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  • Lara Engel

Fanning the flames of climate doomism: Reigniting hope through the media

Illustrations by Megan Le Brocq

‘Devastating Wildfires’, 'Extreme Temperatures', 'Rising Tides of Doom' — the media is adopting an increasingly apocalyptic tone when reporting the effects of climate change. However, the question remains: is using fear-mongering as a tactic to encourage climate action really that effective, or even counter-productive?

Yes, urgent action is needed to address the pressing climate crisis, and this urgency is communicated through dramatic language to raise public concern and awareness. Yet, exaggerating news stories to capture public attention runs the risk of ‘climate doomism’, a popularised term which refers to the belief that it is too late to act and the future is uncertain. In this article, I argue that the media's illustration of the pressing climate crisis must strike a balance between highlighting the negative consequences of climate change whilst emphasizing that there is still time to act.

To achieve this, it is crucial that a degree of ‘climate optimism’ is imparted onto these reports to bring about a real impact. For example, in the context of wildfires, which has had dramatic news coverage due to its occurrence in several holiday destinations, one could argue that the media can urge people to reduce the number of times they fly to these places. This will help steer away from climate doomism, encourage proactive behaviour and prevent disengagement from climate action. Highlighting individual accountability can lead to pro-environmental behaviour, as it reconnects people with the situation and reduces the sense of detachment. Research has shown that individual behavioural change can help mitigate up to 38% of emissions , stressing the potential impact that encouraging more sustainable lifestyles can have.

However, at present, the BBC’s reports use phrases such as ‘the Earth is in unchartered territory’ which suggests that there is a lack of research and reliable information about its current condition. This creates a sense of uncertainty in society, and makes the problem seem distant and out of control, giving little hope in finding a solution. Having a doomist view of the climate not only results in hopelessness, but also complacency. This creates a dangerously ignorant perspective on the climate crisis if people assume the time for action is past and no effort will make any difference. Evidence for this complacency is portrayed in a random-sample survey of 70,000 European men and women, which found that most citizens are not particularly worried about climate change and, as a result, do not proactively make more sustainable changes to their lifestyles.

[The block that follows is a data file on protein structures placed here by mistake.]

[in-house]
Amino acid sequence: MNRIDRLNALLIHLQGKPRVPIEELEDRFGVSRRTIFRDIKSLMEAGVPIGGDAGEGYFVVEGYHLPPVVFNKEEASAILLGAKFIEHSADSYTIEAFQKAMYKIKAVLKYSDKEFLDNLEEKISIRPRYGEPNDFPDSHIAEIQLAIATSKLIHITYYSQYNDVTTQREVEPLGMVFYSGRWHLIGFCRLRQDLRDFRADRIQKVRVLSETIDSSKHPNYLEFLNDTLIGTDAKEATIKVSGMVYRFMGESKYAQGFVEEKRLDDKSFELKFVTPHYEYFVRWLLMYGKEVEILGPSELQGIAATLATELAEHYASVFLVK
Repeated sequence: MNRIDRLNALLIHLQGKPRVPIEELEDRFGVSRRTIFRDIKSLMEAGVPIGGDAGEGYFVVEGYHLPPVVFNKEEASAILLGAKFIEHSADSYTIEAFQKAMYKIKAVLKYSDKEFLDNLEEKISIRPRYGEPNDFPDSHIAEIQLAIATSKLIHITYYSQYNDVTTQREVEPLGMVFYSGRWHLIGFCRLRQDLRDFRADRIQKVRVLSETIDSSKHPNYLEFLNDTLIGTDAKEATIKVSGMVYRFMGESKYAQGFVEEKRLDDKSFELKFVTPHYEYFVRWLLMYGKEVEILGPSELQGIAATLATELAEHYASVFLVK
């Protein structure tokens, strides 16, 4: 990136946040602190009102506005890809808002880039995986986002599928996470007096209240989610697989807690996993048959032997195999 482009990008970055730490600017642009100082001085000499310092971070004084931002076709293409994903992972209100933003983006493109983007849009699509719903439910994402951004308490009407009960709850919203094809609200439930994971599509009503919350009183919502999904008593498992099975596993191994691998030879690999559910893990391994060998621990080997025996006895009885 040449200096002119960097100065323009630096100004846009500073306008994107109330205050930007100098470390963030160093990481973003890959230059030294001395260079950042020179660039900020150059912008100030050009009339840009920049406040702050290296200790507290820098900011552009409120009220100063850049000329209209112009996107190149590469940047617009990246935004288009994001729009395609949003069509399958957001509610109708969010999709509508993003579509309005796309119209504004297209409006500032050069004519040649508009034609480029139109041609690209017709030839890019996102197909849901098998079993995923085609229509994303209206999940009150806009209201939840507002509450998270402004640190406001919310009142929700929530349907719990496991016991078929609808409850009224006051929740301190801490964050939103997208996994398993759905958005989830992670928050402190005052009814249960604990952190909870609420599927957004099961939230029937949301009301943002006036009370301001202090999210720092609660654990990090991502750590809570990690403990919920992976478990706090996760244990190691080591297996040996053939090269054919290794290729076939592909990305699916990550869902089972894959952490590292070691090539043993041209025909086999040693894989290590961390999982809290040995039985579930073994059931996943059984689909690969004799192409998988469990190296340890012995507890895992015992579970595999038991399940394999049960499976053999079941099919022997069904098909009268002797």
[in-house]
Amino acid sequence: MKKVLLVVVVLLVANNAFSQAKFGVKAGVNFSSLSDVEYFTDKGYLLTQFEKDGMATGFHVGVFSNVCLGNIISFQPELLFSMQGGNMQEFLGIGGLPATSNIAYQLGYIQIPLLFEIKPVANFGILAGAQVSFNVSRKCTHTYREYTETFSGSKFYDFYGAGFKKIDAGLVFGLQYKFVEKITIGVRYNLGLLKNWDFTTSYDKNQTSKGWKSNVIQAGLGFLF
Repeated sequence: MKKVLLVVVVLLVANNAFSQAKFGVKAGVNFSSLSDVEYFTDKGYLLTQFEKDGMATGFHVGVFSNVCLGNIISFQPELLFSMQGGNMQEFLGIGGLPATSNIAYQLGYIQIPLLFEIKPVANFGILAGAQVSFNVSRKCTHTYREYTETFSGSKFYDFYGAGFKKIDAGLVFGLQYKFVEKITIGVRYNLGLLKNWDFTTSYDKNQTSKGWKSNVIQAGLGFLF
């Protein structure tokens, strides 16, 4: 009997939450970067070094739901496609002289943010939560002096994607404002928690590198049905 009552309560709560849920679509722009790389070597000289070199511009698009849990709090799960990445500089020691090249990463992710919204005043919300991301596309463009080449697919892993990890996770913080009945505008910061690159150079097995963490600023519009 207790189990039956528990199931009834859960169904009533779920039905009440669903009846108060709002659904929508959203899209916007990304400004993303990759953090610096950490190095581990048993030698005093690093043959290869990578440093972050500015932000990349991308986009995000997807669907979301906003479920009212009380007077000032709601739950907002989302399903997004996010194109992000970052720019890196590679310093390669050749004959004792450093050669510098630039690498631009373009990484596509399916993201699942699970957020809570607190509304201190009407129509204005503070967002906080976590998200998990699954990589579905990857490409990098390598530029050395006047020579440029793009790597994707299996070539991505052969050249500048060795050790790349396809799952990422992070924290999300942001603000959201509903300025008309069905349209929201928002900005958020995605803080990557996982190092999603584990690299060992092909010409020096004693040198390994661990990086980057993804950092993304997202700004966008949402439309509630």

I do, however, recognise that attempts have been made to inform the public about new policies and action towards tackling climate change, but it often lacks a gripping storyline. For example, there have been efforts to urge people to get rid of their gas boilers and install heat pumps which are much more energy efficient. This greater efficiency is generally communicated through numbers and scientific language, which is not widely accessible and not very enticing. This may partially explain why the government is falling short of its heat pump installation goal as these types of articles are typically not engaging, and consequently, struggle to drive meaningful change.

So here we are presented with two challenges: firstly, there needs to be more coverage on optimistic stories about climate change, and secondly, these need to be just as enticing to the reader as the reports on environmental disasters. How can this be done? Integration is the answer. Short, punchy statements within climate crisis reports to give the reader hope and autonomy, whilst raising awareness and concern. Headlines should read more like ‘Devastating Wildfires: what can you do?’.

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